Factory workers in Getafe, the industrial area of the Spanish capital, Madrid, went on strike on Thursday (8 January) to demand higher pay and to voice solidarity with the striking workers of the city's underground railway system.
GV Seimens factory with strikers lining railings (2 shots)
SV Strikers behind gates and railings (2 shots)
CU Female staff behind railings
SV Strikers give two-finger victory salute beside slogan saying Help the strikers (2 shots)
SV Sign outside John Deere factory
LV ZOOM IN & OUT Strikers inside factory gates PULL BACK TO SHOW locked gates
SV Strikers' relatives outside gates
Initials BB/0010 EW/MR/BB/0025
Script is copyright Reuters Limited. All rights reserved
Background: Factory workers in Getafe, the industrial area of the Spanish capital, Madrid, went on strike on Thursday (8 January) to demand higher pay and to voice solidarity with the striking workers of the city's underground railway system.
In all, more than 14,000 workers walked off their jobs to support the strike. The labour unrest -- which is rapidly spreading throughout the country -- presents the most serious threat so far to the new government of King Juan Carlos.
More than two thousand of the Getafe strikers staged their protest with sit-ins at two local churches. Riot police moved in to cordon off the area, and later in the day fired tear-gas grenades to break up all other large gatherings.
On the same day, more than four thousand workers began a 24-hour walk-out at the Ensidesa steel firm in Aviles, near Oviedo, in north-western Spain. The firm, which has plants in several other cities, is one of the country's biggest steel producers.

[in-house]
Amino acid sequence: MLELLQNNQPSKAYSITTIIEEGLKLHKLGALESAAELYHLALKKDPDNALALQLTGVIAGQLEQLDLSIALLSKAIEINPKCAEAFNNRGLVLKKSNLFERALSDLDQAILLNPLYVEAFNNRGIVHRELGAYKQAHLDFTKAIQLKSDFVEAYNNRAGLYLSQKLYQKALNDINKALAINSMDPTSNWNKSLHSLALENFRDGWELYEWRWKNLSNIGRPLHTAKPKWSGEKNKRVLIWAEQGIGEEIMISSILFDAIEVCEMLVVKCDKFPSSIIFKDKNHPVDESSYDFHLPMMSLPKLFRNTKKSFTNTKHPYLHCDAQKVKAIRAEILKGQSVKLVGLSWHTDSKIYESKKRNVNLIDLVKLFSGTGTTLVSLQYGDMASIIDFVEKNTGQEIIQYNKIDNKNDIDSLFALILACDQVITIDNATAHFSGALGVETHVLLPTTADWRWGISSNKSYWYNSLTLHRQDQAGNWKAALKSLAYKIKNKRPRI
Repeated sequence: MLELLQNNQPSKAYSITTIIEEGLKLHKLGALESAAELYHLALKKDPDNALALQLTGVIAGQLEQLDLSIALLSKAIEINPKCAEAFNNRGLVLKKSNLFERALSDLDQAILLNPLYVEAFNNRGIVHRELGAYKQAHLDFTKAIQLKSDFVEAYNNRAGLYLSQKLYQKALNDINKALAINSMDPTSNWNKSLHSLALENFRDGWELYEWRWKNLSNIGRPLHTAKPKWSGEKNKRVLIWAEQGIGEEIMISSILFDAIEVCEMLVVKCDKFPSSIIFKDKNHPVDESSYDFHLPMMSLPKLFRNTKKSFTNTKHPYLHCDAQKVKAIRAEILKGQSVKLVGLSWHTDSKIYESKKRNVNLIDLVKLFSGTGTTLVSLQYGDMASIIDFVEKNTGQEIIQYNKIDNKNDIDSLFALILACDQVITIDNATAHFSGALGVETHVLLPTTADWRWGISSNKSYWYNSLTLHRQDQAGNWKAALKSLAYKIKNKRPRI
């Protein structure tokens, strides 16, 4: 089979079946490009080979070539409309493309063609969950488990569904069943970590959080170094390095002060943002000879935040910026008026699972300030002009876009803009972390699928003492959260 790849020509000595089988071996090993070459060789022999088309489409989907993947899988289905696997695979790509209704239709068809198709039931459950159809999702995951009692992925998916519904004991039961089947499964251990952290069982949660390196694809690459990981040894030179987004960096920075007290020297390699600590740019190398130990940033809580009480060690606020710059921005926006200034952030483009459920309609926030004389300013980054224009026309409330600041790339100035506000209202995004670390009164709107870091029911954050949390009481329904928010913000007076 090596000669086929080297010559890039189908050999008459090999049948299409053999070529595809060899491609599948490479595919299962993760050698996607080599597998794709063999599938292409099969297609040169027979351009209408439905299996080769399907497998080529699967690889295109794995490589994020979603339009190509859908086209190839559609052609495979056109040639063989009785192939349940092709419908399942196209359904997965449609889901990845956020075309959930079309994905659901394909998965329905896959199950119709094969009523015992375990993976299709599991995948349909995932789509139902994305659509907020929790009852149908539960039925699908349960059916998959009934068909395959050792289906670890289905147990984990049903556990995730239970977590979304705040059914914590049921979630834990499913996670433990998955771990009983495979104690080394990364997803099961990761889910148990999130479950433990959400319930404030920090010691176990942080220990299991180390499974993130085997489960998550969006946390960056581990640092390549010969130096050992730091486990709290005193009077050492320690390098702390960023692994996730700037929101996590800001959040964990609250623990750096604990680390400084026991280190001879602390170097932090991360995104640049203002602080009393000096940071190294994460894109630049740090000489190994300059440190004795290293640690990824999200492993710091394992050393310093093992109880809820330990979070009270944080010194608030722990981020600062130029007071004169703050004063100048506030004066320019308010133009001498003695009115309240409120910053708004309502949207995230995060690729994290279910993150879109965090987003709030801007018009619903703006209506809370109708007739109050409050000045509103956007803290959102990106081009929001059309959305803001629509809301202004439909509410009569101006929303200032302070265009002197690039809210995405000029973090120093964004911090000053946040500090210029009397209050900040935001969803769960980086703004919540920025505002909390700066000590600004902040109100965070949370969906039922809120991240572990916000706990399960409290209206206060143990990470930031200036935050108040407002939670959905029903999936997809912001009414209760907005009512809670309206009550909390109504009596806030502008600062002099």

Meanwhile, government sources have predicted that about 80 per cent of Madrid's underground network will be running by the weekend. Troops have been brought in, in an attempt to reduce the traffic chaos in the city since railworkers went on strike last Tuesday (6 January).
Already two of the Metro's seven lines are running, the trains driven by soldiers and guarded by members of the paramilitary civil guard to prevent sabotage.
Rail union leaders have said that they are confident they will win their claim for higher pay, despite the introduction of troops.
But the government has threatened to militaries the strikers -- to put them under military jurisdiction, as the late General Franco did during an earlier underground rail strike in 1969. This would mean that strikers would be liable for court-martial unless they returned to work.